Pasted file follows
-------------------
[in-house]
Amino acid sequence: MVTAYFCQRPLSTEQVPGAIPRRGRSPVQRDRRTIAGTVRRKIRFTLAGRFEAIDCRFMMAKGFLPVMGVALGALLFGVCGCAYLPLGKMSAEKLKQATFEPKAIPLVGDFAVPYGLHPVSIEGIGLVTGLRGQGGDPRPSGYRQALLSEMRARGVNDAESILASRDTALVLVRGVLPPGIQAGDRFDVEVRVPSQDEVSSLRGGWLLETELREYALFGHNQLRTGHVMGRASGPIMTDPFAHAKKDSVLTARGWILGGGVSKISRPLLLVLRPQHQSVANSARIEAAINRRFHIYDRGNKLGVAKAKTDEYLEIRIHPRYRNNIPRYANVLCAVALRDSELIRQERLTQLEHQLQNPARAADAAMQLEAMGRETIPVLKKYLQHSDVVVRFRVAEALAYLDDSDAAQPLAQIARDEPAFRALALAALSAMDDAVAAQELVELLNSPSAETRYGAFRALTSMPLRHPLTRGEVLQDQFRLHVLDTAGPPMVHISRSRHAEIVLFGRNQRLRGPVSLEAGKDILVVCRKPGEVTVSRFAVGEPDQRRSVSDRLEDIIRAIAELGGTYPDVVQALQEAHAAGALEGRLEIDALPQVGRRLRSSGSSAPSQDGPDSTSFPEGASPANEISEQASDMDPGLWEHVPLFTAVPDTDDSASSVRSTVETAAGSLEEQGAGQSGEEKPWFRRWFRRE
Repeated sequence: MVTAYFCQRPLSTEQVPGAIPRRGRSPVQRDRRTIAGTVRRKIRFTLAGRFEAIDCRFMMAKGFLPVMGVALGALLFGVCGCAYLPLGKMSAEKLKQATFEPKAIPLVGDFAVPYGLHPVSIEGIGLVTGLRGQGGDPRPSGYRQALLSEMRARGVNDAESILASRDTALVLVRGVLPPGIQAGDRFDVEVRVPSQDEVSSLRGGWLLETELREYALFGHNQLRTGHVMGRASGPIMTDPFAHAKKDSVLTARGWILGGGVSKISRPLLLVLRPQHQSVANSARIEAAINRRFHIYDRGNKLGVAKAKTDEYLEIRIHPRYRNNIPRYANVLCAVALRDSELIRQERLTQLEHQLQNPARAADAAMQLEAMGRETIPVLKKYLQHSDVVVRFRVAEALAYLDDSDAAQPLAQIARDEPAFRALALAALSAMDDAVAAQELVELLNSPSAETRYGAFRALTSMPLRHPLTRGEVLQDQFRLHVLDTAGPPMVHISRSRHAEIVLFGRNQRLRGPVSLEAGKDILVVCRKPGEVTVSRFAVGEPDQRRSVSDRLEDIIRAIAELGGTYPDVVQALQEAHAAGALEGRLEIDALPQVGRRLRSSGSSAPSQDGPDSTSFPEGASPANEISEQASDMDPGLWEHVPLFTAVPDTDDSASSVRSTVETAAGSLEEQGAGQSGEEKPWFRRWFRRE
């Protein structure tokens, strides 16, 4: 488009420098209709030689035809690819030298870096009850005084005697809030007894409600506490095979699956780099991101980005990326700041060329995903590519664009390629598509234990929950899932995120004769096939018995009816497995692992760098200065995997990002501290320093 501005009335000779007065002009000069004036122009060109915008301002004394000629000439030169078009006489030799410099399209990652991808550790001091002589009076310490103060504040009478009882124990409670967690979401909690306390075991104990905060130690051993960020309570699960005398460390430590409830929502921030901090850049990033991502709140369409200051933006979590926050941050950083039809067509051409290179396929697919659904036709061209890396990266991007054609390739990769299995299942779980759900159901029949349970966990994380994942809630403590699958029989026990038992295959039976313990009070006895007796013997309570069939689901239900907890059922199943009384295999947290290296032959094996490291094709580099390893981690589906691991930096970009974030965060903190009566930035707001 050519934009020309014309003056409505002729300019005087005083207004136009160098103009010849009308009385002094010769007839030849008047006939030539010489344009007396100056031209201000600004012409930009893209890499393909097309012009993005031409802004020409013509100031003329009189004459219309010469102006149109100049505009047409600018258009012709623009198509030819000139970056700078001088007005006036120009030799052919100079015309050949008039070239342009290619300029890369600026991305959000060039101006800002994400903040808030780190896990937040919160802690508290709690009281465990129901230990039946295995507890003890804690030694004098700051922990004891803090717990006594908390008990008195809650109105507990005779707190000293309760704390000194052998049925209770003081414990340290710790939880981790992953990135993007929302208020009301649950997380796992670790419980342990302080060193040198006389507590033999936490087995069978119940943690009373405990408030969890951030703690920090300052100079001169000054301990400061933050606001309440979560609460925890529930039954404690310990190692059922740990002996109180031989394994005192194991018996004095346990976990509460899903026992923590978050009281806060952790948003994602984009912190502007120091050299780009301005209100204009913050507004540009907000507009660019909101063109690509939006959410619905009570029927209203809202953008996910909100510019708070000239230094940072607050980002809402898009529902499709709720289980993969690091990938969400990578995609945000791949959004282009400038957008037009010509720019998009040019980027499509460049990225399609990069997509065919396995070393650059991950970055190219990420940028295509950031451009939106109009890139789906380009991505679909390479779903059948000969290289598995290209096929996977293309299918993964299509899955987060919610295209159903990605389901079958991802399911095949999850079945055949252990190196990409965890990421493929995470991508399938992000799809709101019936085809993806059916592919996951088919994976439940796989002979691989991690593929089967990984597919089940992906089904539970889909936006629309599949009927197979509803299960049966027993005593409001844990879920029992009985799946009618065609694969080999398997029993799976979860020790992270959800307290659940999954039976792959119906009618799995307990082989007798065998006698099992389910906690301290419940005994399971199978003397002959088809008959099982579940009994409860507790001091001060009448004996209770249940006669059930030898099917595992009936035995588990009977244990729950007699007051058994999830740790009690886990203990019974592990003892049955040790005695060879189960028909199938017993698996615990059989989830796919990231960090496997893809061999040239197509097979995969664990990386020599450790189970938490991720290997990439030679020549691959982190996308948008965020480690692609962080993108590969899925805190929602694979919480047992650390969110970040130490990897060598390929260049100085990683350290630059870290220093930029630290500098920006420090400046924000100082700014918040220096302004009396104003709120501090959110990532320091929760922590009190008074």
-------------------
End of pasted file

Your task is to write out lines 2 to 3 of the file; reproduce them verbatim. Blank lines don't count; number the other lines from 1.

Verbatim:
Amino acid sequence: MVTAYFCQRPLSTEQVPGAIPRRGRSPVQRDRRTIAGTVRRKIRFTLAGRFEAIDCRFMMAKGFLPVMGVALGALLFGVCGCAYLPLGKMSAEKLKQATFEPKAIPLVGDFAVPYGLHPVSIEGIGLVTGLRGQGGDPRPSGYRQALLSEMRARGVNDAESILASRDTALVLVRGVLPPGIQAGDRFDVEVRVPSQDEVSSLRGGWLLETELREYALFGHNQLRTGHVMGRASGPIMTDPFAHAKKDSVLTARGWILGGGVSKISRPLLLVLRPQHQSVANSARIEAAINRRFHIYDRGNKLGVAKAKTDEYLEIRIHPRYRNNIPRYANVLCAVALRDSELIRQERLTQLEHQLQNPARAADAAMQLEAMGRETIPVLKKYLQHSDVVVRFRVAEALAYLDDSDAAQPLAQIARDEPAFRALALAALSAMDDAVAAQELVELLNSPSAETRYGAFRALTSMPLRHPLTRGEVLQDQFRLHVLDTAGPPMVHISRSRHAEIVLFGRNQRLRGPVSLEAGKDILVVCRKPGEVTVSRFAVGEPDQRRSVSDRLEDIIRAIAELGGTYPDVVQALQEAHAAGALEGRLEIDALPQVGRRLRSSGSSAPSQDGPDSTSFPEGASPANEISEQASDMDPGLWEHVPLFTAVPDTDDSASSVRSTVETAAGSLEEQGAGQSGEEKPWFRRWFRRE
Repeated sequence: MVTAYFCQRPLSTEQVPGAIPRRGRSPVQRDRRTIAGTVRRKIRFTLAGRFEAIDCRFMMAKGFLPVMGVALGALLFGVCGCAYLPLGKMSAEKLKQATFEPKAIPLVGDFAVPYGLHPVSIEGIGLVTGLRGQGGDPRPSGYRQALLSEMRARGVNDAESILASRDTALVLVRGVLPPGIQAGDRFDVEVRVPSQDEVSSLRGGWLLETELREYALFGHNQLRTGHVMGRASGPIMTDPFAHAKKDSVLTARGWILGGGVSKISRPLLLVLRPQHQSVANSARIEAAINRRFHIYDRGNKLGVAKAKTDEYLEIRIHPRYRNNIPRYANVLCAVALRDSELIRQERLTQLEHQLQNPARAADAAMQLEAMGRETIPVLKKYLQHSDVVVRFRVAEALAYLDDSDAAQPLAQIARDEPAFRALALAALSAMDDAVAAQELVELLNSPSAETRYGAFRALTSMPLRHPLTRGEVLQDQFRLHVLDTAGPPMVHISRSRHAEIVLFGRNQRLRGPVSLEAGKDILVVCRKPGEVTVSRFAVGEPDQRRSVSDRLEDIIRAIAELGGTYPDVVQALQEAHAAGALEGRLEIDALPQVGRRLRSSGSSAPSQDGPDSTSFPEGASPANEISEQASDMDPGLWEHVPLFTAVPDTDDSASSVRSTVETAAGSLEEQGAGQSGEEKPWFRRWFRRE